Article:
Brandy agreed.

“All the time,” the pre-Med major said. “At Walmart, when you’re walking down the street, people are like ‘Oh, you are the cheerleaders’, so now we’re going to be the cheerleaders they recognize after today.”

The cheerleaders plan on discussing their choice to protest with the rest of the squad in hopes to foster better understanding of their motives and educate on the underlying societal issues.

“The best way for them to understand where we’re coming from, we will tell them the background because most people don’t know unless it’s what the media tells them,” Brandy said. “The media portrays black people in such a negative light, like if someone gets shot its ‘Oh, he was a gang-banger’ or ‘He was a thug.’”

Brandy plans to explain in detail what she sees as it pertains to how minorities are portrayed in the media.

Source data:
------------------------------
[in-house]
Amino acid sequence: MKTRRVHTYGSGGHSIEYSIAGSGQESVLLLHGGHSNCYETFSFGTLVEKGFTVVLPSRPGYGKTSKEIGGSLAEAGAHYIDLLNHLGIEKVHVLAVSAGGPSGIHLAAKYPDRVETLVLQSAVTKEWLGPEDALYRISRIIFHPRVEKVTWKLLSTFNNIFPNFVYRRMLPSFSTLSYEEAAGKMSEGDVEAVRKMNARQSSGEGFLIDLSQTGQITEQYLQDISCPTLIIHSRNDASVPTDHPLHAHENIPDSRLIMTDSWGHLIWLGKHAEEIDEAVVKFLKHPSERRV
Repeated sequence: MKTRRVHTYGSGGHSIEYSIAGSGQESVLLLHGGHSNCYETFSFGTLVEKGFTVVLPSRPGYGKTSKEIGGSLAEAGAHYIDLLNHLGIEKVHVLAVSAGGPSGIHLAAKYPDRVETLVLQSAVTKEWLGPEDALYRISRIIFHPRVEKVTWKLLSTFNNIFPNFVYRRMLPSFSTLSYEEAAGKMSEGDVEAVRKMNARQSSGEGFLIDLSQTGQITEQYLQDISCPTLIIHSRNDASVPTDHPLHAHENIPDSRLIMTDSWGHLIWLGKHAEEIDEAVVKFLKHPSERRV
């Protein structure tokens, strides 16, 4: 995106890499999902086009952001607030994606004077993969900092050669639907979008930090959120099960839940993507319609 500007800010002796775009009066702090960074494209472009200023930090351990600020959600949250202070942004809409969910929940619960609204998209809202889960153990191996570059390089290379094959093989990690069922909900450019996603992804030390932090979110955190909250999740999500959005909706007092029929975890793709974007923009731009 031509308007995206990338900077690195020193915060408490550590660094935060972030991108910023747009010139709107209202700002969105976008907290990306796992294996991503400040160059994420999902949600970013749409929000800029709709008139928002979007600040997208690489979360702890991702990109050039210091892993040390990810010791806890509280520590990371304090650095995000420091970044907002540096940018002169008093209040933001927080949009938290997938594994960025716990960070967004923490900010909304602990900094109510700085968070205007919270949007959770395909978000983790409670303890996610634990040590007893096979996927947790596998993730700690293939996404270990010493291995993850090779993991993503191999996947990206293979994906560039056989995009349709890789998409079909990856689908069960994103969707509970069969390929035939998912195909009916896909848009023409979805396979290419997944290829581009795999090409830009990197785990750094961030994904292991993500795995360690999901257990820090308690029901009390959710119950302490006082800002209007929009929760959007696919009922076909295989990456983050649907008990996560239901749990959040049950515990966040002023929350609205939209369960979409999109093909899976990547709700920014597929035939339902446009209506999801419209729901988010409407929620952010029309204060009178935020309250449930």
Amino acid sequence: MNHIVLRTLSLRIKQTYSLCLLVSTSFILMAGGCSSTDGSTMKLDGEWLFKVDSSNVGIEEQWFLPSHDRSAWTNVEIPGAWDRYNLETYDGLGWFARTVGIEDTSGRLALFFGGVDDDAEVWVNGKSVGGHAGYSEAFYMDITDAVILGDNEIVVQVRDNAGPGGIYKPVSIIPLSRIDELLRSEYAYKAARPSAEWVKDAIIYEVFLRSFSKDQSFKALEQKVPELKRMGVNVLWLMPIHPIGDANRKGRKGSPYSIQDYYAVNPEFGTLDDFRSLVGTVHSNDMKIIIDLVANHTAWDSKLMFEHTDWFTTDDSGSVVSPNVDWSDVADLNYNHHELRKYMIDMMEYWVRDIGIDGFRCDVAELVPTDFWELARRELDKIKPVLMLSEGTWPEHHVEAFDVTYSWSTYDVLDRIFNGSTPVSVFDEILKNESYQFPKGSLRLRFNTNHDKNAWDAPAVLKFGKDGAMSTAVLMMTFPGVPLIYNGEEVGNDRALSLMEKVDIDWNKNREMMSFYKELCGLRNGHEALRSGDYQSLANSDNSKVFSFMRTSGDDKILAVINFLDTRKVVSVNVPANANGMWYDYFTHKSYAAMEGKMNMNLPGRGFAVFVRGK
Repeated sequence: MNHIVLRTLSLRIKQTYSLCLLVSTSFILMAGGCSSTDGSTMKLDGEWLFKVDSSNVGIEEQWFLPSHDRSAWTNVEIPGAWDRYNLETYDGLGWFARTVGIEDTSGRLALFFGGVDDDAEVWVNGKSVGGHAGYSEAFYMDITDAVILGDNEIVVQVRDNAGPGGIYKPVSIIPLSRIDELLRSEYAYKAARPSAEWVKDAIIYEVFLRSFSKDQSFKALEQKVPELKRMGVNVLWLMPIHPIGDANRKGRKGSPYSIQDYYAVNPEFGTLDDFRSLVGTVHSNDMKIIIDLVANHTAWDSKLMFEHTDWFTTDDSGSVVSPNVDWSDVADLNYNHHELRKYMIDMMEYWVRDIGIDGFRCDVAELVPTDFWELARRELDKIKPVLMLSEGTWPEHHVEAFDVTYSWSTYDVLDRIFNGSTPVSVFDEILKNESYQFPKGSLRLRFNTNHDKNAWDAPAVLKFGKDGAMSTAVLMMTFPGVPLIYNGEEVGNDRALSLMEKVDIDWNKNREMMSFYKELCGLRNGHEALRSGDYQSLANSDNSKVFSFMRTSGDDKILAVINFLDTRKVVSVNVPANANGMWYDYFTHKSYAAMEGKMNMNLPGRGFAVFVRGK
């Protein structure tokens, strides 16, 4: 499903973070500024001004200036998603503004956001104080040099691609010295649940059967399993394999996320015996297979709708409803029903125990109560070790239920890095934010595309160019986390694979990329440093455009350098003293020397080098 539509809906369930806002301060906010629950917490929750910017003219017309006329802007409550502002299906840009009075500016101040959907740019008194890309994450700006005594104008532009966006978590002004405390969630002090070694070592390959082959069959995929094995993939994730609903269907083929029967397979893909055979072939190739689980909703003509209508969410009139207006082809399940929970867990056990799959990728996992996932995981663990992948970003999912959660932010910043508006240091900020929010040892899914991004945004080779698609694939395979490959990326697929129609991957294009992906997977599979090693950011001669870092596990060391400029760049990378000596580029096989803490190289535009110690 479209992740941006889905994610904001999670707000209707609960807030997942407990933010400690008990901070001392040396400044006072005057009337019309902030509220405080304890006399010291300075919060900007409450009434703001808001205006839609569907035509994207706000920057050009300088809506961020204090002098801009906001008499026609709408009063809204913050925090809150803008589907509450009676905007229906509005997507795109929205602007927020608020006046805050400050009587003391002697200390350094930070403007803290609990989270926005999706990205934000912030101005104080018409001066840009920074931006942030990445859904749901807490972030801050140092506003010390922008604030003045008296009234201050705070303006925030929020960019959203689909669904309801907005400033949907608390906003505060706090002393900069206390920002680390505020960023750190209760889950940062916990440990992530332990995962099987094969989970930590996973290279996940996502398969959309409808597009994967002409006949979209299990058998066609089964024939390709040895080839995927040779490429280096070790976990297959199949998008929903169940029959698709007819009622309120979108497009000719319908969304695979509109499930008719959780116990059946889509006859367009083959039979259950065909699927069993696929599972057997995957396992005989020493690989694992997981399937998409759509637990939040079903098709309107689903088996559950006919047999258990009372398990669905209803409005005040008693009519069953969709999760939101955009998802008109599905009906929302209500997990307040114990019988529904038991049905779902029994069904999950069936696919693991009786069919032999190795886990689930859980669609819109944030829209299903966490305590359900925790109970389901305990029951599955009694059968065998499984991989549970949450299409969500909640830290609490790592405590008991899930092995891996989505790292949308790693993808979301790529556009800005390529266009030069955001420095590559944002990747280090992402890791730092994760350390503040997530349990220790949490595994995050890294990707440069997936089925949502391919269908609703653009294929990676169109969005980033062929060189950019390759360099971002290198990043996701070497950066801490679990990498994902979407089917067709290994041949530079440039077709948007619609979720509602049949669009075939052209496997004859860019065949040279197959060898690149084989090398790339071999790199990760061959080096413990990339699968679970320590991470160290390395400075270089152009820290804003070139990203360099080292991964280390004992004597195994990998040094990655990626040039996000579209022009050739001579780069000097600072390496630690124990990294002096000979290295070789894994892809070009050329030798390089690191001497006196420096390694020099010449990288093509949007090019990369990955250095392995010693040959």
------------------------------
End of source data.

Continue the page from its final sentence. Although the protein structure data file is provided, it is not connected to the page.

“They always show mug shots and never show the graduation pictures like they do when people of the majority commit crimes and they have their graduation pictures up,” she said. “They always show us in a negative light. So just to show them what the community is and show them why we’re fighting for this, and maybe they’ll understand.”

Sophomore radio, television and digital media major Czarina Tinker, of Nashville, Tennessee kneels during the national anthem Saturday, Sept. 30, 2017 before the Salukis’ matchup against the University of Northern Iowa Panthers at Saluki Stadium. President Donald Trump publically criticized NFL athletes who kneel during the National Anthem to protest police brutality, last week. (Brian Muñoz | @BrianMMunoz)

Hunt stressed that they are not looking to incite arguments and divide the squad.

“You always have to be peaceful; this is a peaceful protest,” she said. “No matter what, people do have their right to their own opinion and we respect that. But we will stay calm and we will let you know with a calm voice what our point is and we will get across.”

In regards to expectations on how the discussion with the rest of the cheerleading squad will go, Tinker said “We’ll find out at practice.”